Materials and Methods
This meta-analysis was conducted and reported in compliance with the Preferred Reporting Items for Systematic Reviews and Meta-Analyses (PRISMA) guidelines (Shamseer et al., 2015). A systematic review protocol was developed, refined, and registered in the International Prospective Register of Systematic Reviews (PROSPERO) on 30 May 2017 (registration number CRD42017058227), which was last updated on 6 July 2017 (for direct access to the final version and revision history, click on the following link http://www.crd.york.ac.uk/PROSPERO/display_record.asp?ID=CRD42017058227).
Participants: To be eligible, works must have examined type 2 diabetes patients with CKD.
Intervention: Intensive glycemic control.
Comparators: Standard glycemic control.
Outcomes: Primary outcome was doubling of serum creatinine. Secondary outcomes were need or start of dialysis and death from kidney failure.
Study design: RCTs and post-hoc analysis of RCTs comparing intensive vs. standard glycemic control were eligible works.
Information Sources and Search Strategy
PubMed, Ovid MEDLINE(R), Elsevier's Scopus, Web of Science, The Cochrane Central Register of Controlled Trials (CENTRAL), and ClinicalTrials.gov were searched from inception to May 2017.
Database-specific search strategies were developed using intervention search terms and the type of publication/document (click on the following link to view the complete search strategy https://www.crd.york.ac.uk/PROSPEROFILES/58227_STRATEGY_20170513.pdf).
Search strategies permitted also searches in DART-Europe E-Theses portal and Open Access Theses and Dissertations for identify relevant PhD and Masters Theses. Manual searches in the meeting abstracts archives of American Society of Nephrology—Kidney Week conferences 2003-2016, European Renal Association—European Dialysis and Transplantation Association (ERA-EDTA) congresses 2002-2016, and International Society of Nephrology (ISN) World Congresses of Nephrology 1999, 2001, 2003, 2005, 2007, 2009, 2011, 2013, 2015, and 2017, were conducted for other pertinent unpublished works.
Finally, to ensure literature saturation, a cited reference search of all eligible publications was carried out using Web of Science to identify all studies citing the included studies.
Study Selection and Data Collection
Screening of titles/abstracts and full text reports of potentially eligible articles in duplicate was carried out independently by FH-G and MA-G. Disagreements were resolved by discussion or referral to a third author (FJA). Corresponding authors of included studies were contacted whenever possible to retrieve missing information and to confirm study details.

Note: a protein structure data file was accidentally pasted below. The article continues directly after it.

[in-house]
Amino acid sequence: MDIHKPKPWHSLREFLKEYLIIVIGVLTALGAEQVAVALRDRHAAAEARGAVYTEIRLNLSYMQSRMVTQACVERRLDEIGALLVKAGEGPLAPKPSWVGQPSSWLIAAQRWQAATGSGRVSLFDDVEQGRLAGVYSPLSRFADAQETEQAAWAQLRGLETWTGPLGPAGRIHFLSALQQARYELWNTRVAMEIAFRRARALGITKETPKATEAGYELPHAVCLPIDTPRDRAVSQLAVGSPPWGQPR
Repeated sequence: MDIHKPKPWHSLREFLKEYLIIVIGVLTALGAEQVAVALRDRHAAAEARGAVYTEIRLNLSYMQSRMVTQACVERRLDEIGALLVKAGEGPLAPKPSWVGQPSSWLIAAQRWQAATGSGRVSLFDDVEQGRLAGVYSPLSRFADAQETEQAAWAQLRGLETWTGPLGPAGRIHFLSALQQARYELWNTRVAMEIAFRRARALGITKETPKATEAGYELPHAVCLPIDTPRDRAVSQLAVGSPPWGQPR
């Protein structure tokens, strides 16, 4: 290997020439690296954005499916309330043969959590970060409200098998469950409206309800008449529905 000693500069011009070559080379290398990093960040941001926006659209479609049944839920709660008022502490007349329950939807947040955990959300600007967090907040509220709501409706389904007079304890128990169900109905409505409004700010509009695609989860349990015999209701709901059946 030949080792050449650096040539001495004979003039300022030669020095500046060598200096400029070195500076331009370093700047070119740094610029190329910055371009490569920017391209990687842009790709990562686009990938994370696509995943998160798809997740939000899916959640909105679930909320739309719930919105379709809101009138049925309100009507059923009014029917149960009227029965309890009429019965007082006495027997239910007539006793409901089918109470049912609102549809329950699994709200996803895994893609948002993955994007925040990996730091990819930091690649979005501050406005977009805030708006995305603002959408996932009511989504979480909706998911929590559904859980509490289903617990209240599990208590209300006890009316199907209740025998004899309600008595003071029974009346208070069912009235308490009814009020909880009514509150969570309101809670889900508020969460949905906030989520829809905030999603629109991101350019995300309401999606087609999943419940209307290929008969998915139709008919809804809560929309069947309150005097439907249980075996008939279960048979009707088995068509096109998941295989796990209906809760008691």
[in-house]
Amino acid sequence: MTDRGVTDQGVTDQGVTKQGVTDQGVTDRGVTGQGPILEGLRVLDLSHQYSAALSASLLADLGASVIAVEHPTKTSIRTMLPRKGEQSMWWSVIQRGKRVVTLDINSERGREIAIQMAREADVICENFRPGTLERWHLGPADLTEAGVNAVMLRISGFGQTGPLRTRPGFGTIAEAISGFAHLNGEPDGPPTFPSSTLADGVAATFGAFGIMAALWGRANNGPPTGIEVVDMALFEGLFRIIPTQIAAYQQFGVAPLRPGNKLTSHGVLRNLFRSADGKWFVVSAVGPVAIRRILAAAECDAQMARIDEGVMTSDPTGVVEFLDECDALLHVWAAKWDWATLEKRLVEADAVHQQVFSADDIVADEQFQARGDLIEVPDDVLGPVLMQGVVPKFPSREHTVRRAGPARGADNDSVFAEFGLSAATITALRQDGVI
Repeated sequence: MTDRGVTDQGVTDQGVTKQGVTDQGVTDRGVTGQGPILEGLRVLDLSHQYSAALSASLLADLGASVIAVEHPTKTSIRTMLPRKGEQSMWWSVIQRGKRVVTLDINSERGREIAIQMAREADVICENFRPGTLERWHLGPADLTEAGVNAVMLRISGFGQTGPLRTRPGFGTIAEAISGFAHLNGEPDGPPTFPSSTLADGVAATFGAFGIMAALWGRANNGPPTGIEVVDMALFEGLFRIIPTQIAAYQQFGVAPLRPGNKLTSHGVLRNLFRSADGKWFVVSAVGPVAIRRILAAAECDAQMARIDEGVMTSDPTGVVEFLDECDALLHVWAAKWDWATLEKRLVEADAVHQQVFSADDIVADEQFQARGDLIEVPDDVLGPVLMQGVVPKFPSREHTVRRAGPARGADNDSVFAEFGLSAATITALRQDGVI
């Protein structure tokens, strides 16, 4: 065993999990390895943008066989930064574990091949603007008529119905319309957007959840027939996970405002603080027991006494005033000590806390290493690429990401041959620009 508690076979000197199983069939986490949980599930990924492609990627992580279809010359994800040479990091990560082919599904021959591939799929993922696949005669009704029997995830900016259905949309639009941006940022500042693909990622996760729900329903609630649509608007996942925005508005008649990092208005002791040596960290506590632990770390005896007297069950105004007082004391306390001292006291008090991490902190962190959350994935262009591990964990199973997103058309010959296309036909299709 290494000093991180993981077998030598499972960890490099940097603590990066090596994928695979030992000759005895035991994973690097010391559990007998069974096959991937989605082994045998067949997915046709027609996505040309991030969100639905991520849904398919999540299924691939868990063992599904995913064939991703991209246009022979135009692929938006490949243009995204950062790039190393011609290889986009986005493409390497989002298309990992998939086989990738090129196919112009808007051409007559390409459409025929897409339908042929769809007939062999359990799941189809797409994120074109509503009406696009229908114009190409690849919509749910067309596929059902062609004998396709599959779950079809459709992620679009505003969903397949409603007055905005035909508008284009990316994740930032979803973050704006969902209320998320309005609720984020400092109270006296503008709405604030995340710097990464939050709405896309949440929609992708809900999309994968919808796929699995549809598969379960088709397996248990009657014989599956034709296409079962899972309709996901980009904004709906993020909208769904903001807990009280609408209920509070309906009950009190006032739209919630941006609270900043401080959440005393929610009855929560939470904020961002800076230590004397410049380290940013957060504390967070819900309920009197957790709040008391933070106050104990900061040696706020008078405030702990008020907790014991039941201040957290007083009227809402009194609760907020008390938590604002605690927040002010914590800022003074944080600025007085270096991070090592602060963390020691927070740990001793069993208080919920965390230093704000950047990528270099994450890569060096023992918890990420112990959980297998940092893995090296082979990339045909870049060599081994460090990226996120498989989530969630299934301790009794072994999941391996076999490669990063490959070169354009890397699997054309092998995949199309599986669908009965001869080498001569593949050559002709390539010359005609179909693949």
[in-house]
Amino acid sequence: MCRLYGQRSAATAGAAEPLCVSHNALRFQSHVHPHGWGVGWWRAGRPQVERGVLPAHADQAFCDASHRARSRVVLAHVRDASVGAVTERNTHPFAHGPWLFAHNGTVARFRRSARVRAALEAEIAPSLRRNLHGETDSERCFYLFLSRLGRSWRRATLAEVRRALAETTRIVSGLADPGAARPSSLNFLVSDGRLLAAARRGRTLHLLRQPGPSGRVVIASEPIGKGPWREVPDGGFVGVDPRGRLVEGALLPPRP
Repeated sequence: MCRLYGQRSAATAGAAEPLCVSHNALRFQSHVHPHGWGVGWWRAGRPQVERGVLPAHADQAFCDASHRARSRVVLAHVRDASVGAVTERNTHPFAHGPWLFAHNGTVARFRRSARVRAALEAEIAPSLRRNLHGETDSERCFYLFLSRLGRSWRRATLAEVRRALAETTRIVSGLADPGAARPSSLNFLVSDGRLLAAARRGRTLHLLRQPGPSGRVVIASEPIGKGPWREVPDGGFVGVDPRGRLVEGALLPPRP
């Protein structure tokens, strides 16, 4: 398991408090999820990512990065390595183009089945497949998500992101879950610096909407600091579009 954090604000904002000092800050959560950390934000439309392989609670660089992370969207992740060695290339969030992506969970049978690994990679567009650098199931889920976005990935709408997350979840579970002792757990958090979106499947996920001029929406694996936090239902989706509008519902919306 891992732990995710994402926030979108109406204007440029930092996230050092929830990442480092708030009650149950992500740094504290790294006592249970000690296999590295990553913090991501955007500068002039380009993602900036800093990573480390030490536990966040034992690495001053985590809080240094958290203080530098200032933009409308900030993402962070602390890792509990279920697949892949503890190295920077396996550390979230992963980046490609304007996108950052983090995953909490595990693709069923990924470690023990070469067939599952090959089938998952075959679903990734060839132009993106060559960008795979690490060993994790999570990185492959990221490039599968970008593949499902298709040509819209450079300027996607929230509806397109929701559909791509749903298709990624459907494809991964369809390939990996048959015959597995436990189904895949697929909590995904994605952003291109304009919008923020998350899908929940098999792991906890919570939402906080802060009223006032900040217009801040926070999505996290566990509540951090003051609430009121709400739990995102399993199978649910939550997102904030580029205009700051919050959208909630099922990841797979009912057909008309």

Data Items and Risk of Bias Assessment
An anonymized dataset describing study characteristics, sample characteristics, interventions, comparators, outcomes, and follow-up recorded during the trial was requested.
Assessment of risk of bias was made using the standard tool produced by the Cochrane Collaboration, including the domains of sequence generation, allocation concealment, blinding of participants or investigators, blinding of outcome assessors, completeness of outcome data, selective reporting, and other bias (Higgins et al., 2011).
A systematic narrative synthesis was provided with information presented in the text and tables to summarize and explain the characteristics and findings of the included studies (AG-L, FH-G, MA-G). This narrative synthesis explores the relationship and findings both within and between the included studies, in line with the guidance from the Centre for Reviews and Dissemination at the University of York (2008).
Statistical analysis was performed by FH-G. Meta-analysis was carried out on aggregate data. Review Manager (RevMan) software version 5.3 (The Cochrane Collaboration) was used for analyses. The Mantel-Haenszel (M-H) random-effects model was used to estimate the pooled Odds Ratio (OR) with their 95% confidence interval (95% CI) for the following outcomes: (1) doubling of serum creatinine, (2) need or start of dialysis, and (3) death from kidney failure. Heterogeneity of the estimates was examined by computing the chi-squared statistic and quantifying inconsistency (I-squared statistic). Visual inspection of funnel plots of the estimates against their standard errors was made for assessing whether reporting bias was present.
Our literature search found 855 unique citations. Of 99 potentially relevant full-text papers, 9 articles corresponding to four RCTs were selected (1998a; Adler et al., 2003; ADVANCE Collaborative Group, 2008; Holman et al., 2008; Duckworth et al., 2009; Ismail-Beigi et al., 2010; Perkovic et al., 2013; Papademetriou et al., 2015; Mohammedi et al., 2016). One PhD thesis contained data on one of these RCTs (Lambers Heerspink, 2008). Figure 1 presents the flow diagram of our search results according to PRISMA statement (Moher et al., 2009). All these studies were treat-to-target trials (Wangnoo et al., 2014). All were sponsored by state bodies involved in research from USA (Duckworth et al., 2009; Ismail-Beigi et al., 2010; Papademetriou et al., 2015), Australia (ADVANCE Collaborative Group, 2008; Perkovic et al., 2013; Mohammedi et al., 2016), and the United Kingdom (1998a; Adler et al., 2003; Holman et al., 2008), and were conducted at several collaborating centers across Asia, Australia, Europe, and North America.
Characteristics of the Participants